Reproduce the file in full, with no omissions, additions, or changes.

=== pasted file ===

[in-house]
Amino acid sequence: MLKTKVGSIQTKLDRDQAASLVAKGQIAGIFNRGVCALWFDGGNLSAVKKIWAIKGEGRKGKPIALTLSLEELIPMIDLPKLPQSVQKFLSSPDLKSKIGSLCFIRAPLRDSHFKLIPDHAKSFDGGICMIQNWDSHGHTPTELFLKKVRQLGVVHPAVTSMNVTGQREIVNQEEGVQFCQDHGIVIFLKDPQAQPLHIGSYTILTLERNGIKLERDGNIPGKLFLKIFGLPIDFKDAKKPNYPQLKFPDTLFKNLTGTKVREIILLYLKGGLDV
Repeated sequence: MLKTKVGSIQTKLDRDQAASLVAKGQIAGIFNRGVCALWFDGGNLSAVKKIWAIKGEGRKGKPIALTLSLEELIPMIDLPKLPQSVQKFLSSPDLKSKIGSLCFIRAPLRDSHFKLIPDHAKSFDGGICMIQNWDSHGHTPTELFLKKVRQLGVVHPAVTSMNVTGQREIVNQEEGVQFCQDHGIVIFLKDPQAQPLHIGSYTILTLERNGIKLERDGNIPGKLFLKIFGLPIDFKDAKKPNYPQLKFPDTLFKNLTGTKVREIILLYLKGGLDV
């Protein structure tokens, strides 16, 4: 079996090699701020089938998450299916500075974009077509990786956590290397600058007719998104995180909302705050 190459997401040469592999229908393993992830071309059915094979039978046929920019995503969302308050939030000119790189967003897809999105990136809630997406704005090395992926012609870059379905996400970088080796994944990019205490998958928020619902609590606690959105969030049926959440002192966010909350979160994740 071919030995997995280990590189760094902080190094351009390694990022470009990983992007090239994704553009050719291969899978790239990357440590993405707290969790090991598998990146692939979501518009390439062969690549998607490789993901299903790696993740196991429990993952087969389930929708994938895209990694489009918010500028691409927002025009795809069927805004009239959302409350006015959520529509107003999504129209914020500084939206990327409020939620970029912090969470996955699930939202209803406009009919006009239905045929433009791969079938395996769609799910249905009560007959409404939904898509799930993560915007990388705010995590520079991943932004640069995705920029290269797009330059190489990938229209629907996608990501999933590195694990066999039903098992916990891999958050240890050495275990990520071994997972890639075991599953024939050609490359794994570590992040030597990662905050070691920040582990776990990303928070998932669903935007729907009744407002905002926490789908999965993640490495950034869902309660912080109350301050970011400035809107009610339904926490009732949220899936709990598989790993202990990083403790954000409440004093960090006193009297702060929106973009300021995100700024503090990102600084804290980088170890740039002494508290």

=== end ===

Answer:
[in-house]
Amino acid sequence: MLKTKVGSIQTKLDRDQAASLVAKGQIAGIFNRGVCALWFDGGNLSAVKKIWAIKGEGRKGKPIALTLSLEELIPMIDLPKLPQSVQKFLSSPDLKSKIGSLCFIRAPLRDSHFKLIPDHAKSFDGGICMIQNWDSHGHTPTELFLKKVRQLGVVHPAVTSMNVTGQREIVNQEEGVQFCQDHGIVIFLKDPQAQPLHIGSYTILTLERNGIKLERDGNIPGKLFLKIFGLPIDFKDAKKPNYPQLKFPDTLFKNLTGTKVREIILLYLKGGLDV
Repeated sequence: MLKTKVGSIQTKLDRDQAASLVAKGQIAGIFNRGVCALWFDGGNLSAVKKIWAIKGEGRKGKPIALTLSLEELIPMIDLPKLPQSVQKFLSSPDLKSKIGSLCFIRAPLRDSHFKLIPDHAKSFDGGICMIQNWDSHGHTPTELFLKKVRQLGVVHPAVTSMNVTGQREIVNQEEGVQFCQDHGIVIFLKDPQAQPLHIGSYTILTLERNGIKLERDGNIPGKLFLKIFGLPIDFKDAKKPNYPQLKFPDTLFKNLTGTKVREIILLYLKGGLDV
């Protein structure tokens, strides 16, 4: 079996090699701020089938998450299916500075974009077509990786956590290397600058007719998104995180909302705050 190459997401040469592999229908393993992830071309059915094979039978046929920019995503969302308050939030000119790189967003897809999105990136809630997406704005090395992926012609870059379905996400970088080796994944990019205490998958928020619902609590606690959105969030049926959440002192966010909350979160994740 071919030995997995280990590189760094902080190094351009390694990022470009990983992007090239994704553009050719291969899978790239990357440590993405707290969790090991598998990146692939979501518009390439062969690549998607490789993901299903790696993740196991429990993952087969389930929708994938895209990694489009918010500028691409927002025009795809069927805004009239959302409350006015959520529509107003999504129209914020500084939206990327409020939620970029912090969470996955699930939202209803406009009919006009239905045929433009791969079938395996769609799910249905009560007959409404939904898509799930993560915007990388705010995590520079991943932004640069995705920029290269797009330059190489990938229209629907996608990501999933590195694990066999039903098992916990891999958050240890050495275990990520071994997972890639075991599953024939050609490359794994570590992040030597990662905050070691920040582990776990990303928070998932669903935007729907009744407002905002926490789908999965993640490495950034869902309660912080109350301050970011400035809107009610339904926490009732949220899936709990598989790993202990990083403790954000409440004093960090006193009297702060929106973009300021995100700024503090990102600084804290980088170890740039002494508290």